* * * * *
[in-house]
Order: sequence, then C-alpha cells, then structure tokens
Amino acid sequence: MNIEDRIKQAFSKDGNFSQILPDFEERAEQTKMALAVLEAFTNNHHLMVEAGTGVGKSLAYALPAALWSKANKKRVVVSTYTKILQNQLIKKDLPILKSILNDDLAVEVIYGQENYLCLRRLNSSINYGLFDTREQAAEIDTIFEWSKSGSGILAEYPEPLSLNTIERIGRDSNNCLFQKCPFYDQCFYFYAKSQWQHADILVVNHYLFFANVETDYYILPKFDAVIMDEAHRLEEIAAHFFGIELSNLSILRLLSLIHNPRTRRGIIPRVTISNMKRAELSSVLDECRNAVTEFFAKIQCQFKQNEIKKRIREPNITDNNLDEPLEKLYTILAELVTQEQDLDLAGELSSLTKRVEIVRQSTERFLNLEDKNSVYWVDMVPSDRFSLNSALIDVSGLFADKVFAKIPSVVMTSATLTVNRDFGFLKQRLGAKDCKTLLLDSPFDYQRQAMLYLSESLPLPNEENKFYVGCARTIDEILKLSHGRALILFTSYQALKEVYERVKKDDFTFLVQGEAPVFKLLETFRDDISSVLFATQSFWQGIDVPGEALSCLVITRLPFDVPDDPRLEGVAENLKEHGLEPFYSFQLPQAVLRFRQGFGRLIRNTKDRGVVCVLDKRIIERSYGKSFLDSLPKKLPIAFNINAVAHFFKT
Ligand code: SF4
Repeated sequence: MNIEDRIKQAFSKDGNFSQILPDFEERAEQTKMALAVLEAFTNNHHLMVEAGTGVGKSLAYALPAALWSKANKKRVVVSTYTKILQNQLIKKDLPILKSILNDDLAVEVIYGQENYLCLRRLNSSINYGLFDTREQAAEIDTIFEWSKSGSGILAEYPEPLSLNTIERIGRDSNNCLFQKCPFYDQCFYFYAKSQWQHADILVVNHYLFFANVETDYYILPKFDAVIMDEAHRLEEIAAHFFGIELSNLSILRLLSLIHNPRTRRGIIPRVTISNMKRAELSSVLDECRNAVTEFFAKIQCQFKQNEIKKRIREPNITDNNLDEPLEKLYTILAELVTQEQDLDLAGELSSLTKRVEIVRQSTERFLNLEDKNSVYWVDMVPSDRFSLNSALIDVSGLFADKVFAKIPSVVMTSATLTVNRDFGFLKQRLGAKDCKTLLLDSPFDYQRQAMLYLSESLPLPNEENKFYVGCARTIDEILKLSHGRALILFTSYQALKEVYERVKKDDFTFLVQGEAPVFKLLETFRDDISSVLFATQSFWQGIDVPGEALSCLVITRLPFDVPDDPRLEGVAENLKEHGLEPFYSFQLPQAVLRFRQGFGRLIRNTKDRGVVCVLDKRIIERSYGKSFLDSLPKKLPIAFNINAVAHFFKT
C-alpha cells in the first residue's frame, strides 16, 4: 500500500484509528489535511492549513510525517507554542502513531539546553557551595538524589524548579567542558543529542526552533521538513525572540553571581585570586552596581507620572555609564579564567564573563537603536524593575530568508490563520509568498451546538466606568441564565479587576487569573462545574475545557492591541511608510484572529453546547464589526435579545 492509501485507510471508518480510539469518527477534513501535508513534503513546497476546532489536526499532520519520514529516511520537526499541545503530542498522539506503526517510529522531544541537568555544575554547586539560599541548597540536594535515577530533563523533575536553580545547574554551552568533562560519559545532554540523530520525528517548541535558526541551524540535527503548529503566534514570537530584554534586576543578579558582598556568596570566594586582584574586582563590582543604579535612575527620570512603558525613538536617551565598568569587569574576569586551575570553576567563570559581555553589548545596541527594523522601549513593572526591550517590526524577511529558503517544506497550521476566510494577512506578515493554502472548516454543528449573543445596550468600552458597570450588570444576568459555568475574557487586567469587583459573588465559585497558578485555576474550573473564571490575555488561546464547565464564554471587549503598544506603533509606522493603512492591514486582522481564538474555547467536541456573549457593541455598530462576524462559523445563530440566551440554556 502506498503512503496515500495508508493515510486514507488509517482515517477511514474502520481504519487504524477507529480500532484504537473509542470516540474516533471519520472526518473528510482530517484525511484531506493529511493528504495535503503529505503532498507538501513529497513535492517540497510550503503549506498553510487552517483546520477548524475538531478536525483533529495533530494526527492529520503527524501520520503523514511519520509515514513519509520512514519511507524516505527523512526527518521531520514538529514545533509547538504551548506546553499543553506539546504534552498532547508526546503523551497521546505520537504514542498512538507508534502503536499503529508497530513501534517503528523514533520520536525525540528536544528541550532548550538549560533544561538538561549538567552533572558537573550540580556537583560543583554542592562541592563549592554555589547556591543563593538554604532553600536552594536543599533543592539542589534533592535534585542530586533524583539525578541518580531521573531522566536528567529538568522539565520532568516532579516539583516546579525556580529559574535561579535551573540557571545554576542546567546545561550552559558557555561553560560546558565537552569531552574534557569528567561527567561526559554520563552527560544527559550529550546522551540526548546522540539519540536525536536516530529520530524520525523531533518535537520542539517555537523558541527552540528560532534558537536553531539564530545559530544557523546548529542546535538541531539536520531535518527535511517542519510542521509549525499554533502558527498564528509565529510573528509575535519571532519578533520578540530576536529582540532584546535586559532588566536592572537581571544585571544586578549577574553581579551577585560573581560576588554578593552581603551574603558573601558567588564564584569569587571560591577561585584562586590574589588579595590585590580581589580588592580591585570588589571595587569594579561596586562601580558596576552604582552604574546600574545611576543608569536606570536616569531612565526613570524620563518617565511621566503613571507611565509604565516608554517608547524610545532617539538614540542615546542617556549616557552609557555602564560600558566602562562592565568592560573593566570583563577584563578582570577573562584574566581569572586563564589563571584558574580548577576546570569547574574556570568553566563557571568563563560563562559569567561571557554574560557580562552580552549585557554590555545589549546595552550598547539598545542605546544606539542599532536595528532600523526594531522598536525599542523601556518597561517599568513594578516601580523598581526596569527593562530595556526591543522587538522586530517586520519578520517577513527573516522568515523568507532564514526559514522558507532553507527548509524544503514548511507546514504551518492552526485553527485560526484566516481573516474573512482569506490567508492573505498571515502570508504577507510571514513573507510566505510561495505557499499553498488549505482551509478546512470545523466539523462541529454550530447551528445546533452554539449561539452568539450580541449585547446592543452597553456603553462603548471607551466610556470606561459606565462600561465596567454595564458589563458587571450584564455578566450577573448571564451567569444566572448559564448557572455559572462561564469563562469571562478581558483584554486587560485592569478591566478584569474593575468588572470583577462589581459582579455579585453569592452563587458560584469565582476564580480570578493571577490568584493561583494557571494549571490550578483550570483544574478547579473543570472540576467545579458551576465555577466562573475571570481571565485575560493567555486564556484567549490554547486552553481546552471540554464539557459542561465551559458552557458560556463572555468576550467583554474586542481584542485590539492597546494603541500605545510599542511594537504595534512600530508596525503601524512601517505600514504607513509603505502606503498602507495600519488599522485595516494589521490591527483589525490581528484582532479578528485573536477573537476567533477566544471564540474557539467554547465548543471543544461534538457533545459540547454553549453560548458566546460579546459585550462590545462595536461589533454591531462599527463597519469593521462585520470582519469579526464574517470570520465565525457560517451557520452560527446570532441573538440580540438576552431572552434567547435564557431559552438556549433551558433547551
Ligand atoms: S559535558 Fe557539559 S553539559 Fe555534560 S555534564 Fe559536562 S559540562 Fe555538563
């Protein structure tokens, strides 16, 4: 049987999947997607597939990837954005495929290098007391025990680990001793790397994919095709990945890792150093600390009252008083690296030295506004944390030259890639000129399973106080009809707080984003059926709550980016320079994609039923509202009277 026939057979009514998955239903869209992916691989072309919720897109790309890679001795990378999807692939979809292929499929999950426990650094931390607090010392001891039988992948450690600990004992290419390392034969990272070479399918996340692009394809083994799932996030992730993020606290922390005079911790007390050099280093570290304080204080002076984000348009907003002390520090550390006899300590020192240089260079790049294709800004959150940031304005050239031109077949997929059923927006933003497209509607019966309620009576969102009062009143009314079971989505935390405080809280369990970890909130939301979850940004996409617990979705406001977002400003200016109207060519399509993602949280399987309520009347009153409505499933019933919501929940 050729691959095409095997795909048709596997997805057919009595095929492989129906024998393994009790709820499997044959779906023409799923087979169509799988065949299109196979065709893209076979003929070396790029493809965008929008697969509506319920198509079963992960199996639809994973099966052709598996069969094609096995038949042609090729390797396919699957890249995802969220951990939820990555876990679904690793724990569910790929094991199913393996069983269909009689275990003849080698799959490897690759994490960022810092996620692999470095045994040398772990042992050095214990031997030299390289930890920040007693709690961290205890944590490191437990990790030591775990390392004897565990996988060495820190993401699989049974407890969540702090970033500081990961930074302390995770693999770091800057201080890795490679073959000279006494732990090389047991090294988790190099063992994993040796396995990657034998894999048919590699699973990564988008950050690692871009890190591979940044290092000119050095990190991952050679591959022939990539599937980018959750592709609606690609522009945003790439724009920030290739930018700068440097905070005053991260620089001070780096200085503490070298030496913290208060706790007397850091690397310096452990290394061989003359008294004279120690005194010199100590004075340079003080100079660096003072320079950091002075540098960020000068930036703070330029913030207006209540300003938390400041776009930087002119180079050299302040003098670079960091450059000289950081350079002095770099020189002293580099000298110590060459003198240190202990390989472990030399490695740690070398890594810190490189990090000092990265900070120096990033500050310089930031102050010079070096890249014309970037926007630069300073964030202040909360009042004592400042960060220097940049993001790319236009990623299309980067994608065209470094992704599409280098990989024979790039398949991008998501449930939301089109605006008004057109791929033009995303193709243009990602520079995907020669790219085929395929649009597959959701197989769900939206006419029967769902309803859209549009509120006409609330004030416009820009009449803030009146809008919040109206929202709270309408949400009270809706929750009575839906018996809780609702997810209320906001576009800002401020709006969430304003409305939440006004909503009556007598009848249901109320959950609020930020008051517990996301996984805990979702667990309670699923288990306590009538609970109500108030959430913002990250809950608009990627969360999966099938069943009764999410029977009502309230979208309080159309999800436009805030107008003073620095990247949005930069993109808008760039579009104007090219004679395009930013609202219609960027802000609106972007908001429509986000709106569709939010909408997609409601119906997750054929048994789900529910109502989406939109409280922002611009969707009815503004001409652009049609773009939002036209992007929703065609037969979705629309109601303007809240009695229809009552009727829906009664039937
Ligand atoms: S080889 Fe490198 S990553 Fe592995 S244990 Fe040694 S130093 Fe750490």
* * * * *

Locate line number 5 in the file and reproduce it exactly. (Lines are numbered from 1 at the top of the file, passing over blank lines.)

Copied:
Repeated sequence: MNIEDRIKQAFSKDGNFSQILPDFEERAEQTKMALAVLEAFTNNHHLMVEAGTGVGKSLAYALPAALWSKANKKRVVVSTYTKILQNQLIKKDLPILKSILNDDLAVEVIYGQENYLCLRRLNSSINYGLFDTREQAAEIDTIFEWSKSGSGILAEYPEPLSLNTIERIGRDSNNCLFQKCPFYDQCFYFYAKSQWQHADILVVNHYLFFANVETDYYILPKFDAVIMDEAHRLEEIAAHFFGIELSNLSILRLLSLIHNPRTRRGIIPRVTISNMKRAELSSVLDECRNAVTEFFAKIQCQFKQNEIKKRIREPNITDNNLDEPLEKLYTILAELVTQEQDLDLAGELSSLTKRVEIVRQSTERFLNLEDKNSVYWVDMVPSDRFSLNSALIDVSGLFADKVFAKIPSVVMTSATLTVNRDFGFLKQRLGAKDCKTLLLDSPFDYQRQAMLYLSESLPLPNEENKFYVGCARTIDEILKLSHGRALILFTSYQALKEVYERVKKDDFTFLVQGEAPVFKLLETFRDDISSVLFATQSFWQGIDVPGEALSCLVITRLPFDVPDDPRLEGVAENLKEHGLEPFYSFQLPQAVLRFRQGFGRLIRNTKDRGVVCVLDKRIIERSYGKSFLDSLPKKLPIAFNINAVAHFFKT